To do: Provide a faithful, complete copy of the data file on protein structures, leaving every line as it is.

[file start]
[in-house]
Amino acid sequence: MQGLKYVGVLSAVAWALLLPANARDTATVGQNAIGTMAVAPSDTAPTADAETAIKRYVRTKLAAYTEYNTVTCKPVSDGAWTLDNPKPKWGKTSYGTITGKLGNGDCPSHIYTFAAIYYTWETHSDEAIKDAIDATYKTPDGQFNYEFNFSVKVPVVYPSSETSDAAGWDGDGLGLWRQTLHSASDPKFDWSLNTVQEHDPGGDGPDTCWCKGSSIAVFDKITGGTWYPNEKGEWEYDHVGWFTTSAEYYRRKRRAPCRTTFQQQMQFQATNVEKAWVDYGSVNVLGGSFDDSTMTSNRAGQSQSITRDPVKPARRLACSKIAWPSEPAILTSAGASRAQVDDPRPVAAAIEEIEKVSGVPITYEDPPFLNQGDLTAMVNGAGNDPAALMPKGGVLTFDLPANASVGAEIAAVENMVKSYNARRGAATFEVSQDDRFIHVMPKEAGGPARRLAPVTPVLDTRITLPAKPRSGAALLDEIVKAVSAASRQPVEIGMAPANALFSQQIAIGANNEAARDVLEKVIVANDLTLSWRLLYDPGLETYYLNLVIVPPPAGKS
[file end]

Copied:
[in-house]
Amino acid sequence: MQGLKYVGVLSAVAWALLLPANARDTATVGQNAIGTMAVAPSDTAPTADAETAIKRYVRTKLAAYTEYNTVTCKPVSDGAWTLDNPKPKWGKTSYGTITGKLGNGDCPSHIYTFAAIYYTWETHSDEAIKDAIDATYKTPDGQFNYEFNFSVKVPVVYPSSETSDAAGWDGDGLGLWRQTLHSASDPKFDWSLNTVQEHDPGGDGPDTCWCKGSSIAVFDKITGGTWYPNEKGEWEYDHVGWFTTSAEYYRRKRRAPCRTTFQQQMQFQATNVEKAWVDYGSVNVLGGSFDDSTMTSNRAGQSQSITRDPVKPARRLACSKIAWPSEPAILTSAGASRAQVDDPRPVAAAIEEIEKVSGVPITYEDPPFLNQGDLTAMVNGAGNDPAALMPKGGVLTFDLPANASVGAEIAAVENMVKSYNARRGAATFEVSQDDRFIHVMPKEAGGPARRLAPVTPVLDTRITLPAKPRSGAALLDEIVKAVSAASRQPVEIGMAPANALFSQQIAIGANNEAARDVLEKVIVANDLTLSWRLLYDPGLETYYLNLVIVPPPAGKS